Idaho ranks near the bottom of the pack when it comes to children’s “chance for success,” according to an annual state-by-state review of educational opportunities and performance.
The study, conducted every year by education news outlet EdWeek, measures how states stack up on 13 metrics that “play into a student’s prospects for positive outcomes.”
Those measures include school performance — things like student proficiency in elementary reading and middle school math — but they also take into account familial factors like household income, and statewide metrics like the percent of adults with steady employment.
Idaho earned a C score on the 2020 review, ranking 39th of all 50 states and Washington D.C.
The average state scored a C-plus.
Nationwide, EdWeek found that opportunities for children tend to decline as they age.
“Young children generally start off with fairly strong foundations,” the study found, but “opportunities decline as they progress through the educational pipeline.”
This appears especially true in Idaho.
In national rankings, Idaho comes in at 30th place for “early foundations” — like how many children live above a certain income threshold and have at least one parent working full time. The state falls to 40th in the nation when it comes to “school years” measures, including student’s grasp of reading in the 4th grade and high school graduation.
But Idaho’s worst ranking is when it comes to the outlook for adults. Here, the state is ranked 44th in the nation across measures including percent of adults in the labor-force full time and percent of adults with a post secondary degree.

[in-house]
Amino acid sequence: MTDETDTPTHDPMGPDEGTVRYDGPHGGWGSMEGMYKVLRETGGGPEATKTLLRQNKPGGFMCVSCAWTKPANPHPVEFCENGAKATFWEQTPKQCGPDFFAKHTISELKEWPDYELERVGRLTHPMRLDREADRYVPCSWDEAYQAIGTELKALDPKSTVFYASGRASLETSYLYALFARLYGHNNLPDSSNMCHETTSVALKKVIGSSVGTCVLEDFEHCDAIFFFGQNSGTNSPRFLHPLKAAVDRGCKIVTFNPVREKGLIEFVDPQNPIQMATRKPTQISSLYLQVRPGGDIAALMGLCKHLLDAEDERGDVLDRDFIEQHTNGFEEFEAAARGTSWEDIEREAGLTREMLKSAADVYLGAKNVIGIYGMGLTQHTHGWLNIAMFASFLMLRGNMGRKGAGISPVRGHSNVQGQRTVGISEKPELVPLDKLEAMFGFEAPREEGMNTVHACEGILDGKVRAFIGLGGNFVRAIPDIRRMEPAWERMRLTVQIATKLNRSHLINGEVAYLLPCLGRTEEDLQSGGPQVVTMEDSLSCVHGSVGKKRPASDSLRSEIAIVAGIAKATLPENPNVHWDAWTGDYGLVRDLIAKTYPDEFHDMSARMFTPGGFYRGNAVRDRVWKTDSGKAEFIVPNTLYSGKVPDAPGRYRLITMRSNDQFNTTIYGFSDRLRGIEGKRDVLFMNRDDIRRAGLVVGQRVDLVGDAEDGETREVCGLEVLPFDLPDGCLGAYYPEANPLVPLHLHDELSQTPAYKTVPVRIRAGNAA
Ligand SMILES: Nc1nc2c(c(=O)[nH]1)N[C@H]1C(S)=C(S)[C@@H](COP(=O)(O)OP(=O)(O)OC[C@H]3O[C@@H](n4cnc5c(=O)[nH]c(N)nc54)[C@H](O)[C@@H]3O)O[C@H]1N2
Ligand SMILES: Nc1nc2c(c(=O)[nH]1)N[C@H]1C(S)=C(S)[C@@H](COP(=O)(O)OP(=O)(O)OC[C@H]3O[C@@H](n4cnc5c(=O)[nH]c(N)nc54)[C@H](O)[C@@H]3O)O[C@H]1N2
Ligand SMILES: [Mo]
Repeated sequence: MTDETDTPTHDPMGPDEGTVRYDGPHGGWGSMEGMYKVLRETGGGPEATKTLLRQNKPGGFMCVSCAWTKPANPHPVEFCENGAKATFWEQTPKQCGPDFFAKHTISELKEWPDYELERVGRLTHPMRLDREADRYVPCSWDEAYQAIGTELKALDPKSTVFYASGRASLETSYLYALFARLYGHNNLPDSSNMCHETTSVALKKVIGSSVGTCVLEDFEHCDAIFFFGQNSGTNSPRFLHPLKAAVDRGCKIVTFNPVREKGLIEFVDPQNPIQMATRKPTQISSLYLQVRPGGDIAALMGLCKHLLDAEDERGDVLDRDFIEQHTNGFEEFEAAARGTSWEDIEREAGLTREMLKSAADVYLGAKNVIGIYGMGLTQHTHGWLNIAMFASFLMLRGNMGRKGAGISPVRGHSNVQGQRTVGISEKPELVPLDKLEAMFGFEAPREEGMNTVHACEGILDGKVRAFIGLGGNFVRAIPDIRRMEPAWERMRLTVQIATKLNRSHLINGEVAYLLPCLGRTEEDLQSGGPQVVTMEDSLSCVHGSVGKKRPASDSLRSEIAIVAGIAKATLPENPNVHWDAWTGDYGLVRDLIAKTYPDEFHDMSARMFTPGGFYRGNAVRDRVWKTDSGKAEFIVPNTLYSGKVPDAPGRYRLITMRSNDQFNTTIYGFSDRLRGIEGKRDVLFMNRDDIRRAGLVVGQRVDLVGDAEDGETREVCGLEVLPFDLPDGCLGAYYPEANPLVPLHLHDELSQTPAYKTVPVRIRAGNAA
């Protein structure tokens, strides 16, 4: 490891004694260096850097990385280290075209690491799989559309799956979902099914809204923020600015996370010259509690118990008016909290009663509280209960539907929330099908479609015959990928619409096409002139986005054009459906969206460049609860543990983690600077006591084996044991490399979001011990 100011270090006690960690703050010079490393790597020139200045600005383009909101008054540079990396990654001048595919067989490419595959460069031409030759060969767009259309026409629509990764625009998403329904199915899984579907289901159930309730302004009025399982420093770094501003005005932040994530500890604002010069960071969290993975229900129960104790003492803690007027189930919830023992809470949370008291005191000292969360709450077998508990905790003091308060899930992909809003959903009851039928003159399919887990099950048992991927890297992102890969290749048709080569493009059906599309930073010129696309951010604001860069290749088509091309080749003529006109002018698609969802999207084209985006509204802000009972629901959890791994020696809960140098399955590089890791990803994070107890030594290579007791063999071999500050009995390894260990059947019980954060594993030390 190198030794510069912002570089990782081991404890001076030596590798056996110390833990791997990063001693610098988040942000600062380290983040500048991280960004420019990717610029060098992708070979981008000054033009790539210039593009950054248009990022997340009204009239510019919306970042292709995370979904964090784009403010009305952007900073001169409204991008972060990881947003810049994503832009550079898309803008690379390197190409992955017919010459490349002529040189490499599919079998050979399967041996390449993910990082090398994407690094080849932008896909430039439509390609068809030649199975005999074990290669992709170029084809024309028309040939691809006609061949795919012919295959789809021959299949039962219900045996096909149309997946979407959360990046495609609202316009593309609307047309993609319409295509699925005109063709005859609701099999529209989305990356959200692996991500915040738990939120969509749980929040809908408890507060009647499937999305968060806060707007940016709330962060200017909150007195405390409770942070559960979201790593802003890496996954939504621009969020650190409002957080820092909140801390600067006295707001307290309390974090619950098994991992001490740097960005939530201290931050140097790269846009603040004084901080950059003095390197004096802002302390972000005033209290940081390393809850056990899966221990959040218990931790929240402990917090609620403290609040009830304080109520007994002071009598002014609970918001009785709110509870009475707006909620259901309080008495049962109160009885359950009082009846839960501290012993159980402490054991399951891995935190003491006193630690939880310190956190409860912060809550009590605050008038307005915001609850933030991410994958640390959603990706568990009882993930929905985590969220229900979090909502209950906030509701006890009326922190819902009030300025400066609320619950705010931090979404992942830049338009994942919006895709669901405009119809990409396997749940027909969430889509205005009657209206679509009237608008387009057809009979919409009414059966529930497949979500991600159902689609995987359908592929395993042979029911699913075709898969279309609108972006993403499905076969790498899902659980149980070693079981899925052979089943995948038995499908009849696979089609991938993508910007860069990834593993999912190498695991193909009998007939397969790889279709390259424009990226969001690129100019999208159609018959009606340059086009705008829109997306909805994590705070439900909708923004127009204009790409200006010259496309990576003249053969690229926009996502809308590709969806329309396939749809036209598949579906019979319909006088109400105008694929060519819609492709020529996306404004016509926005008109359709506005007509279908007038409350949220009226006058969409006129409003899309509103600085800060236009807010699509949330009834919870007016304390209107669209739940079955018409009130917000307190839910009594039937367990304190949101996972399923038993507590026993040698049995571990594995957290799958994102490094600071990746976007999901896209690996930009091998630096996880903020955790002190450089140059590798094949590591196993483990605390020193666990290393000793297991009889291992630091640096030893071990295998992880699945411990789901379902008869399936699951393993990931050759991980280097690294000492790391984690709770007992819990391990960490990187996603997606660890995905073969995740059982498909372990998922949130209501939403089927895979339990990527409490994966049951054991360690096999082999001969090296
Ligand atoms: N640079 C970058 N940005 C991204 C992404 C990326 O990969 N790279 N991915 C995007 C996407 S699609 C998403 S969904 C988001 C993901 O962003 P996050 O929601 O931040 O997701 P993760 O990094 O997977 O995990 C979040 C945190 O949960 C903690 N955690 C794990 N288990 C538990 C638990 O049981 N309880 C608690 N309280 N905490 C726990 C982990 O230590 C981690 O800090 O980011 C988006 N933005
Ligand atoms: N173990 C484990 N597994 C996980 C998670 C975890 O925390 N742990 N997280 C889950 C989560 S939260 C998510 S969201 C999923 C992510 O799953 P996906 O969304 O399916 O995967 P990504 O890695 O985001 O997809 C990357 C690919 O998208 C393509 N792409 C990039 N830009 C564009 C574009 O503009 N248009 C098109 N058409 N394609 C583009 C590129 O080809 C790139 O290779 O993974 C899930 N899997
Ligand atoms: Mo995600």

Idaho’s overall ranking has slipped in the past decade. In 2010, a measure of the same indicators ranked the state 32nd in the nation.
However, while Idaho might not be performing well stacked up against other states, it has improved in most categories since the 2010 survey was published.
For example, the percent of children living in households that make at least 200 percent of the federal poverty threshold has increased by about 3 percent in the last decade. High school graduation increased to nearly 80 percent, up from 76 percent.
And the outlooks for adults has improved, too. In 2010, some 35 percent of Idaho’s adults had a two or four-year degree, the study reported.
This year, that was up to 38 percent.
For a listing of how Idaho performed on all 13 metrics, click here.